Response: medal
Inputs: gender, age.category, drummond.time
Number of observations: 10221
1) drummond.time <= 4.124167; criterion = 1, statistic = 7452.85
2) drummond.time <= 3.438889; criterion = 1, statistic = 1031.778
3)* weights = 571
2) drummond.time > 3.438889
4) drummond.time <= 3.812222; criterion = 1, statistic = 342.628
5) drummond.time <= 3.708056; criterion = 1, statistic = 53.658
6)* weights = 549
5) drummond.time > 3.708056
7)* weights = 250
4) drummond.time > 3.812222
8) drummond.time <= 3.976111; criterion = 1, statistic = 37.853
9)* weights = 386
8) drummond.time > 3.976111
10)* weights = 431
1) drummond.time > 4.124167
11) drummond.time <= 5.043611; criterion = 1, statistic = 4144.845
12) drummond.time <= 4.55; criterion = 1, statistic = 596.673
13) drummond.time <= 4.288333; criterion = 1, statistic = 81.996
14)* weights = 603
13) drummond.time > 4.288333
15) gender == {Male}; criterion = 0.996, statistic = 10.468
16)* weights = 993
15) gender == {Female}
17)* weights = 148
12) drummond.time > 4.55
18) drummond.time <= 4.862778; criterion = 1, statistic = 77.052
19) gender == {Male}; criterion = 1, statistic = 34.077
20) drummond.time <= 4.653611; criterion = 0.994, statistic = 9.583
21)* weights = 353
20) drummond.time > 4.653611
22)* weights = 762
19) gender == {Female}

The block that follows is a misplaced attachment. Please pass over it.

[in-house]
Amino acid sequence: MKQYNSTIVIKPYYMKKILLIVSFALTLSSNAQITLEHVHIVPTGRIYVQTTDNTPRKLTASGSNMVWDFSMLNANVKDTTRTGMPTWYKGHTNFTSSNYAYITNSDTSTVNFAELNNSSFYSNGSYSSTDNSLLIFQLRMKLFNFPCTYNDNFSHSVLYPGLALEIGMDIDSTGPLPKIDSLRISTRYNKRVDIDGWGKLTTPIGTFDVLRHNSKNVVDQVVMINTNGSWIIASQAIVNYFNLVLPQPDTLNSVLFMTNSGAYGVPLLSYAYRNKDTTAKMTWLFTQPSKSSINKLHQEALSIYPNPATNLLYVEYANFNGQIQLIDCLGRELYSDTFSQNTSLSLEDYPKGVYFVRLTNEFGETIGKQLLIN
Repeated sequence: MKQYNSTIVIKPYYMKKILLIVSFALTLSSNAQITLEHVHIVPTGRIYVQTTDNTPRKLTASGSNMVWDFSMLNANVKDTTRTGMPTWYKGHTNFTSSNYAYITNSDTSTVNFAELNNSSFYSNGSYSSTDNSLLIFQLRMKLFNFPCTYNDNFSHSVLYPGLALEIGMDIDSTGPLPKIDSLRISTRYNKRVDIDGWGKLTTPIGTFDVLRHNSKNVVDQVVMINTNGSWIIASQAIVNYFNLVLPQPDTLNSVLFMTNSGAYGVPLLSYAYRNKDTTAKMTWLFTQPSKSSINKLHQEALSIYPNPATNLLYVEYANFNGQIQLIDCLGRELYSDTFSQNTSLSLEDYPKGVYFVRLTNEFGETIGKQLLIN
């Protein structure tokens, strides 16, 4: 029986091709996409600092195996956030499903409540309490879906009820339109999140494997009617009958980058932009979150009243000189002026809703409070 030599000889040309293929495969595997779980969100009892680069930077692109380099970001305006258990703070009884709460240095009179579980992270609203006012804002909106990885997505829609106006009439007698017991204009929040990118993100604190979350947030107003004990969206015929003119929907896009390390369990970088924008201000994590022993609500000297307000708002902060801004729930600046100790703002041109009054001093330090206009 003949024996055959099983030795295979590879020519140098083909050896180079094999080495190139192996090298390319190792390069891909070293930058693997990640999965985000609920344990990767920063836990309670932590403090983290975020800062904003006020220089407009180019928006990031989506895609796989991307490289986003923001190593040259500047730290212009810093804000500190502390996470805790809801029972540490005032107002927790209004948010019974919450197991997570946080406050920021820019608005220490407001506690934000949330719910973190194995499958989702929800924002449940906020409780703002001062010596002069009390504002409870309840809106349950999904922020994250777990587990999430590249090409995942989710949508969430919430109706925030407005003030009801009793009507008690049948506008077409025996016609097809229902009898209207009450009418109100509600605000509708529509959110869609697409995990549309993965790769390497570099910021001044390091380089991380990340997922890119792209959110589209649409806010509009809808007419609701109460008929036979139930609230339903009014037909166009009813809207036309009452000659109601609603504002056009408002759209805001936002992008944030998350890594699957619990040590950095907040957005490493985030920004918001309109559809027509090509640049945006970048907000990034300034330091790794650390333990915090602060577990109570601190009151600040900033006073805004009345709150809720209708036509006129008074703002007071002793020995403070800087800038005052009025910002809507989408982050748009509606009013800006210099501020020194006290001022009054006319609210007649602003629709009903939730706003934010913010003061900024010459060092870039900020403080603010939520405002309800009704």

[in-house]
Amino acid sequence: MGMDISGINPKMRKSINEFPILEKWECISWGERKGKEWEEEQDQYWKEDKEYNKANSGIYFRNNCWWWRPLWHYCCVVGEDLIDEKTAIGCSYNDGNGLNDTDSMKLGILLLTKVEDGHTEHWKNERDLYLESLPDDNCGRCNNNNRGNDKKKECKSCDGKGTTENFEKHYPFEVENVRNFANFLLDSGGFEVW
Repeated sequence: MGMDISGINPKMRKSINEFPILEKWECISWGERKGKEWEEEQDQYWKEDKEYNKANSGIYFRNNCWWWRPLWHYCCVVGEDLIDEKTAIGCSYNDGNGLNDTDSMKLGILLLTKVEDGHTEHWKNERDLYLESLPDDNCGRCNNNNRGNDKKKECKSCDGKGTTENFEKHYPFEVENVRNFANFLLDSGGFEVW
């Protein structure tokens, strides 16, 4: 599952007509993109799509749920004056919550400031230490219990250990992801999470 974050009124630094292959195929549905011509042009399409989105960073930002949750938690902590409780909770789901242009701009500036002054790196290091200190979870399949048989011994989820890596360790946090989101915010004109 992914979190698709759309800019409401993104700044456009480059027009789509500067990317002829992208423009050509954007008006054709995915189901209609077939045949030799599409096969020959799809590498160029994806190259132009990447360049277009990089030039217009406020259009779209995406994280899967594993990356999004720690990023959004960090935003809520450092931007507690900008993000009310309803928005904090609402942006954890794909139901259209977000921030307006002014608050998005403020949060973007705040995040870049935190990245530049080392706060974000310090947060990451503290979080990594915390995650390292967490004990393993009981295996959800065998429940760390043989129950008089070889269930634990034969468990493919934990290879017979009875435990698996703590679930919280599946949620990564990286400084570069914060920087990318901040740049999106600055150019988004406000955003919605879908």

23)* weights = 237
18) drummond.time > 4.862778
24) gender == {Male}; criterion = 1, statistic = 45.95
25)* weights = 756
24) gender == {Female}
26)* weights = 193
11) drummond.time > 5.043611
27) drummond.time <= 5.265833; criterion = 1, statistic = 544.833
28) gender == {Male}; criterion = 1, statistic = 54.559
29) drummond.time <= 5.174444; criterion = 1, statistic = 26.917
30)* weights = 545
29) drummond.time > 5.174444
31)* weights = 402
28) gender == {Female}
32)* weights = 327
27) drummond.time > 5.265833
33) drummond.time <= 5.409722; criterion = 1, statistic = 88.926
34) gender == {Male}; criterion = 1, statistic = 40.693
35)* weights = 675
34) gender == {Female}
36)* weights = 277
33) drummond.time > 5.409722
37)* weights = 1763
```

Apologies for the bit of information overload. A plot brings out the salient information though.

```
plot(tree.medal)
```

Again you will want to click on the image below to make it legible.

Again the most important feature is the time at the half-way mark. If we look at the terminal node on the left (Node 3), which is the only one which contains athletes who received either Gold or Wally Hayward medals, then we see that they all passed through Drummond in a time of less than 3.439 hours. Almost all of the Silver medal athletes were also in this group, along with a good number of Bill Rowan runners. There are still a few Silver medal athletes in Node 6, which corresponds to runners who got to Drummond in less than 3.708 hours.